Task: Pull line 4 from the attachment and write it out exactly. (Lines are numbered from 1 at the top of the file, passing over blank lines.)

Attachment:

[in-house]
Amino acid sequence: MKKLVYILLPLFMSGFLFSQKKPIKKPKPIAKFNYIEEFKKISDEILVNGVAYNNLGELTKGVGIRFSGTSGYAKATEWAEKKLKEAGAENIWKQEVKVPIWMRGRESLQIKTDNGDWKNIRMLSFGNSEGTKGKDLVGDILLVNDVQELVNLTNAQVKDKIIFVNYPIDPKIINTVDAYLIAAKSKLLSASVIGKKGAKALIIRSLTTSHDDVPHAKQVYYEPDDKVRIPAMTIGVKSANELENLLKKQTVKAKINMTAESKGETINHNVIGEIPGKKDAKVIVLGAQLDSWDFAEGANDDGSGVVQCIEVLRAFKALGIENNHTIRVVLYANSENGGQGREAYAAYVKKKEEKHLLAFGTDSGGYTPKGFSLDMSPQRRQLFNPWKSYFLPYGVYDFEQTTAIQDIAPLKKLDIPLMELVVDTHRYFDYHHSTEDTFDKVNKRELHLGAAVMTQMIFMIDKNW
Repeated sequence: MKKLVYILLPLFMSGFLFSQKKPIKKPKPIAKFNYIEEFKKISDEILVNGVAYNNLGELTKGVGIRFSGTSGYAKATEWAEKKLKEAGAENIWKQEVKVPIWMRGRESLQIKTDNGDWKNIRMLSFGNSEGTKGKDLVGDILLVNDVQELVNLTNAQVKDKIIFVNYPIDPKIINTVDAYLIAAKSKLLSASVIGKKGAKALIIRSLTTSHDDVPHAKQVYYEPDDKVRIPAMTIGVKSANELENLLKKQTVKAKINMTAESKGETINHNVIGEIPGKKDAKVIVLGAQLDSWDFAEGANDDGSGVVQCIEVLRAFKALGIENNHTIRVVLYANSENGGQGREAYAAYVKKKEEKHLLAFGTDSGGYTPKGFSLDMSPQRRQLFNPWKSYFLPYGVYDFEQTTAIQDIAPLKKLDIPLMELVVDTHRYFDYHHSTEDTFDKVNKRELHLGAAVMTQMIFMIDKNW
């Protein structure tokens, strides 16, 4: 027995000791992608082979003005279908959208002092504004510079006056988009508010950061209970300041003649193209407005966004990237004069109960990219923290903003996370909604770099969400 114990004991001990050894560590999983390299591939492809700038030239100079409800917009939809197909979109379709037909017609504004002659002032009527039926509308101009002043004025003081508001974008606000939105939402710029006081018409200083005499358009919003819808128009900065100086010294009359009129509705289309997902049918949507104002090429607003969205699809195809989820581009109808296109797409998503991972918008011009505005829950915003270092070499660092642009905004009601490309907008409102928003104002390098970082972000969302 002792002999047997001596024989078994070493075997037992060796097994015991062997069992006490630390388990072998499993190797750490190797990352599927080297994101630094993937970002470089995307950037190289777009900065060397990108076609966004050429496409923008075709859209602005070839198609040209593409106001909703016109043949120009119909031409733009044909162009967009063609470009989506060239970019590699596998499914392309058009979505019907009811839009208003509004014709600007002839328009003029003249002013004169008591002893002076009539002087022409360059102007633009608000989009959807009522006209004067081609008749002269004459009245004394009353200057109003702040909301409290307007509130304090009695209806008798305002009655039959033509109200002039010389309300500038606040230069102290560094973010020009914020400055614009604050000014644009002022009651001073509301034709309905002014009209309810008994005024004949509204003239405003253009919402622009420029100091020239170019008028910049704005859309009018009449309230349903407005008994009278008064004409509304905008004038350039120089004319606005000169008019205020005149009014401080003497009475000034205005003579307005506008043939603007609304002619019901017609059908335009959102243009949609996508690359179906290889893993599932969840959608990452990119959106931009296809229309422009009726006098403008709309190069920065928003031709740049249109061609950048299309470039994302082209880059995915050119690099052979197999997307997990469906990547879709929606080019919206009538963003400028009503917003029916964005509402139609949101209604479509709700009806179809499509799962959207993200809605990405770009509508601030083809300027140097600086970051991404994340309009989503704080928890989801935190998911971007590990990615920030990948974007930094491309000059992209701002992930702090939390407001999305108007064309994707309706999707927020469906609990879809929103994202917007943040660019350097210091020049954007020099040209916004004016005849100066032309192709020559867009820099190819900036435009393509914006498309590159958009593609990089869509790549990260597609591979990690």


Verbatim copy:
């Protein structure tokens, strides 16, 4: 027995000791992608082979003005279908959208002092504004510079006056988009508010950061209970300041003649193209407005966004990237004069109960990219923290903003996370909604770099969400 114990004991001990050894560590999983390299591939492809700038030239100079409800917009939809197909979109379709037909017609504004002659002032009527039926509308101009002043004025003081508001974008606000939105939402710029006081018409200083005499358009919003819808128009900065100086010294009359009129509705289309997902049918949507104002090429607003969205699809195809989820581009109808296109797409998503991972918008011009505005829950915003270092070499660092642009905004009601490309907008409102928003104002390098970082972000969302 002792002999047997001596024989078994070493075997037992060796097994015991062997069992006490630390388990072998499993190797750490190797990352599927080297994101630094993937970002470089995307950037190289777009900065060397990108076609966004050429496409923008075709859209602005070839198609040209593409106001909703016109043949120009119909031409733009044909162009967009063609470009989506060239970019590699596998499914392309058009979505019907009811839009208003509004014709600007002839328009003029003249002013004169008591002893002076009539002087022409360059102007633009608000989009959807009522006209004067081609008749002269004459009245004394009353200057109003702040909301409290307007509130304090009695209806008798305002009655039959033509109200002039010389309300500038606040230069102290560094973010020009914020400055614009604050000014644009002022009651001073509301034709309905002014009209309810008994005024004949509204003239405003253009919402622009420029100091020239170019008028910049704005859309009018009449309230349903407005008994009278008064004409509304905008004038350039120089004319606005000169008019205020005149009014401080003497009475000034205005003579307005506008043939603007609304002619019901017609059908335009959102243009949609996508690359179906290889893993599932969840959608990452990119959106931009296809229309422009009726006098403008709309190069920065928003031709740049249109061609950048299309470039994302082209880059995915050119690099052979197999997307997990469906990547879709929606080019919206009538963003400028009503917003029916964005509402139609949101209604479509709700009806179809499509799962959207993200809605990405770009509508601030083809300027140097600086970051991404994340309009989503704080928890989801935190998911971007590990990615920030990948974007930094491309000059992209701002992930702090939390407001999305108007064309994707309706999707927020469906609990879809929103994202917007943040660019350097210091020049954007020099040209916004004016005849100066032309192709020559867009820099190819900036435009393509914006498309590159958009593609990089869509790549990260597609591979990690």